Ethical considerations

The questionnaire was simultaneously administered under examination conditions to all trainees at each institute. Written informed consent was obtained from each participant. The study was approved by the Heads of the GP Speciality Training Programmes and performed in accordance with the principles of the Declaration of Helsinki.

EBM barriers questionnaire

All barriers—identified by a systematic review of barriers faced by the trainees when applying EBM [ 4]—were formulated as statements with alternately positive or negative phrasing to avoid a ‘response set’ phenomenon [ 8]. The questionnaire consisted of 19 statements concerning EBM. Answers were given on a 5-point Likert scale (1 = highly disagree, 5 = highly agree).

Validity and reliability of the questionnaire

The validity and reliability of the questionnaire were assessed. In order to determine how the questionnaire would be received, we presented the questionnaire to a panel of four physicians and four EBM experts and asked whether they thought the questionnaire was suitable for surveying EBM barriers in GP trainees. After the trainees filled in the questionnaire, an exploratory factor analysis was done. Validity analysis showed that four items did not fit the model and therefore these items were removed from the questionnaire. Validity analysis of the new questionnaire—including 15 items—was done using an Oblimin rotation to identify the components in which the barriers are present. In factor analysis, a Kaiser–Meyer–Olkin measure of >0.7, and a Bartlett measure of <0.01 are considered sufficient [ 9]. We assigned items with factor loadings >0.4 to the related component. For items with factor loadings between 0.3 and 0.4, the contents were judged to determine whether the items fit the component. The reliability (internal consistency) of the questionnaire was determined to test whether the questionnaire assessed the EBM barriers consistently [ 10]. In order to calculate the internal consistency of the components that were found in factor analysis, the outcomes of items with a negative correlation in the factor analysis were inversed—a Cronbach’s alpha >0.7 was considered satisfactory [ 10]. The floor and ceiling effects of the outcomes of the components were calculated to see if all scales were sensitive to measuring change—if >15 % of the respondents had the highest or lowest possible score the scale characteristics were found to be satisfactory [ 10].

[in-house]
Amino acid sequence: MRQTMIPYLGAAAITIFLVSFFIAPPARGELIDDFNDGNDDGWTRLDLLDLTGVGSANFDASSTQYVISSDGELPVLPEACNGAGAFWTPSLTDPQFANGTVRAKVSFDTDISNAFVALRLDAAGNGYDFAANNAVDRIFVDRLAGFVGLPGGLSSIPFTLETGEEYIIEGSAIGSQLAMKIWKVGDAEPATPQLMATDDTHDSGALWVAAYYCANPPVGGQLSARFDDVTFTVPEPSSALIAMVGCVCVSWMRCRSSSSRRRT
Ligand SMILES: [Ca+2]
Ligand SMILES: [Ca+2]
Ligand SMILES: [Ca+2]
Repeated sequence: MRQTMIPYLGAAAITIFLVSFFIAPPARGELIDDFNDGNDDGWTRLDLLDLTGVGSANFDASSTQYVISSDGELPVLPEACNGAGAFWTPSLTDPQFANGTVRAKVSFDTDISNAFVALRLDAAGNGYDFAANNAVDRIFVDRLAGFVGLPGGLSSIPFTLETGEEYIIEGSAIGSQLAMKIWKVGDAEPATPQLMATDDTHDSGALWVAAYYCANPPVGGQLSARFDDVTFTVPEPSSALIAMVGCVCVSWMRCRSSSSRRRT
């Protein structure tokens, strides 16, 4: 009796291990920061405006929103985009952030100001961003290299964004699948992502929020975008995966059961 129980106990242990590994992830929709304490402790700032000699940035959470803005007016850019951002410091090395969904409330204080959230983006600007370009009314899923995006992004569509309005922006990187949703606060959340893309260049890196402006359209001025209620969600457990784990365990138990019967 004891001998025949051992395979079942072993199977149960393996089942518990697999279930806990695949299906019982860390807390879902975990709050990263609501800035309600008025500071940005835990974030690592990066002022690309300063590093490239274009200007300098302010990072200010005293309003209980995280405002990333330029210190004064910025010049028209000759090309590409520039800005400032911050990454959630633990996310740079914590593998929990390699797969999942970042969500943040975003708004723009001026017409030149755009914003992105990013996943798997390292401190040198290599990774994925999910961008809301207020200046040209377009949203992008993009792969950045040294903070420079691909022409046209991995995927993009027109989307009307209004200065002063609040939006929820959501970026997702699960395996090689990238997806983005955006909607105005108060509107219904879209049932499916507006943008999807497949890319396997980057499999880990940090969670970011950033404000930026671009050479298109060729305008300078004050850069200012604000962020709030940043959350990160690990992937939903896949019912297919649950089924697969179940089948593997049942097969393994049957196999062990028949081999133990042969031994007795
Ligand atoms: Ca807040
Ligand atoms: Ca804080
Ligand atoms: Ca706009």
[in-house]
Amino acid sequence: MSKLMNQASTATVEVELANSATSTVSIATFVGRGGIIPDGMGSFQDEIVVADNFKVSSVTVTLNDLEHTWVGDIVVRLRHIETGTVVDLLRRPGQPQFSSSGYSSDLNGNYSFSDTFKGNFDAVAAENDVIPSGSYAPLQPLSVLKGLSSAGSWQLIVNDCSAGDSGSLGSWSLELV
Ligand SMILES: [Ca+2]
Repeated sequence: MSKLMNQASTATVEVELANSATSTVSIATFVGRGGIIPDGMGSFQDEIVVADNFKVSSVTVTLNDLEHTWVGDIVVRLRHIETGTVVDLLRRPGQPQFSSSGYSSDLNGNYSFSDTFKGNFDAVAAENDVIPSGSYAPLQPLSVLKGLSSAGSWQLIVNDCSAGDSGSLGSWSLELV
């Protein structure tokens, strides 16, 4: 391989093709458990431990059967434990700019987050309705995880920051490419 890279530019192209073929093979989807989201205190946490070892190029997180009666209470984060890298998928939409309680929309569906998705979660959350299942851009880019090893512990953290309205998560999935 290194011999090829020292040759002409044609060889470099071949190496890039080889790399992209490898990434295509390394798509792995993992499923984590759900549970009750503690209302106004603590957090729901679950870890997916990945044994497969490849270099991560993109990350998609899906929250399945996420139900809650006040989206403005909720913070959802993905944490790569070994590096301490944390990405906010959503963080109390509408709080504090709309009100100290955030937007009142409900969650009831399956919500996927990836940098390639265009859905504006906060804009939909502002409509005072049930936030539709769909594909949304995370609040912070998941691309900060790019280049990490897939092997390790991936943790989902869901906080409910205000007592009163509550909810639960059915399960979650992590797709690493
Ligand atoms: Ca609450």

The subscales that were identified in the factor analysis were compared with other scales that were assessed in the same study sample (published elsewhere) [ 11]. The following scales were used as a comparison: